Sunday, August 31, 2008

Outside Looking In, Lessons Learned Before A Disaster

During the summer, we had the opportunity to take a step back from local emergency preparedness and response, to observe other organizations in other countries. This provided an opportunity to take a step back and view things as an observer to local activities.

There have been several press releases concerning response for Hurricane Gustav. The Neighbors Helping Neighbors blog would like to show our support to all the responders.

From the outside looking in, it may be unclear to the everyday citizen if those volunteer efforts are coordinated or if they are being handled by individual agencies that have a service to provide, such as the Red Cross for Sheltering, Mass Care, and Emergency Response.

In a recent press release Virginia “Governor Kaine asks any volunteers or first responders to refrain from self-deploying to the area. Those who wish to help should contact a volunteer organization with a response mission, such as those listed on the National Voluntary Organizations Active in Disaster (NVOAD) Web site,”

It was surprising to see that first responders should reach out to Voluntary Organizations Active in Disaster (VOAD). There was no mention of Citizen Corps, as Virginia Citizen Corps falls under the Virginia Department of Emergency Management (VDEM).

VOAD is listed as, “Non-Government Assistance” and “Faith-Based Organizations”.

According to the VDEM website, “Virginia Citizen Corps, part of the national Citizen Corps program, gets Virginia citizens directly involved in homeland security and emergency preparedness. The program allows you to help your community by volunteering some of your time, energy and skills to emergency preparedness and response activities.”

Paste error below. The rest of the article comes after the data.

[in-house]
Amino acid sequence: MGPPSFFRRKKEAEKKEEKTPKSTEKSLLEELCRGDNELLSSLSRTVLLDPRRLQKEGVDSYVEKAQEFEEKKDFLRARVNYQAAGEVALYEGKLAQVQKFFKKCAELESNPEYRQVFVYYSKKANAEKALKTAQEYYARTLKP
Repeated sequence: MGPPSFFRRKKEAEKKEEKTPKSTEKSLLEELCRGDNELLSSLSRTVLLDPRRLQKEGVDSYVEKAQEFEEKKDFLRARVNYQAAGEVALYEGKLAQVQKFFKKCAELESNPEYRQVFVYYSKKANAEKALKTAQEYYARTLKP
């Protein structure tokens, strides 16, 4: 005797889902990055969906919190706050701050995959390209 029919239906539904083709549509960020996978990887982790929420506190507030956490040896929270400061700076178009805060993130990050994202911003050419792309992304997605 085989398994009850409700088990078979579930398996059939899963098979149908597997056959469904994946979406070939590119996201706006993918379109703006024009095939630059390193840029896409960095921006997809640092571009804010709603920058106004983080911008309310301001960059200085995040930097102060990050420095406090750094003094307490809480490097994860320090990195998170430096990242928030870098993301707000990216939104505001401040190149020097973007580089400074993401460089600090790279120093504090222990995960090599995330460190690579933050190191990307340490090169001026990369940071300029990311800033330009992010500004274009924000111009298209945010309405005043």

How can those trained in these programs for “your community” help other areas that need assistance?

* Would an EMS or Fire first responder contact VOAD or would they work through their local or state emergency management agency? Generally when we think of first responders, we think of the trained professionals.

* What about all the volunteers who have been trained through Citizen Corps programs? Would they go directly to VOAD? Should their response be coordinated through local or state level Citizen Corps? If you go to the NVOAD website and search for Citizen Corps, nothing is found.

As mentioned by several Neighbors Helping Neighbors blog readers, there still needs to be better coordination between volunteer organizations, not just at the local level, but at the State and National Level as well.

While it is understood that response is generally coordinated at the local or state level, volunteers need to understand how they can respond to situations in other parts of the nation.

As we discussed in the ICS Training for Barangay captains, “Hats of Incident Management”, Who’s In Charge? The same applies to volunteer organizations.

Who’s In Charge (Of The Volunteers)?
* If the Virginia press release directed people to their local Citizen Corps organizations, would that be effective? Or would we now have individual city and county level organizations coordinating individual response?

These comments are not meant to discourage those who are interested in volunteering. They are just a few questions that our readers have been asking. While our feedback was included in the National Response Framework, additional guidance and resources needs to be provided to trained volunteers.

As mentioned by a reader, “do not take my word for it”, take a look at some of the frustration, some of which has been pretty obvious in recent weeks on this blog.

If you are interested in volunteering in the Gustav response or any emergency, please “contact a volunteer organization with a response mission”, start with a member VOAD organization or as NVOAD suggests, work through, “to connect to a volunteer center in your community.”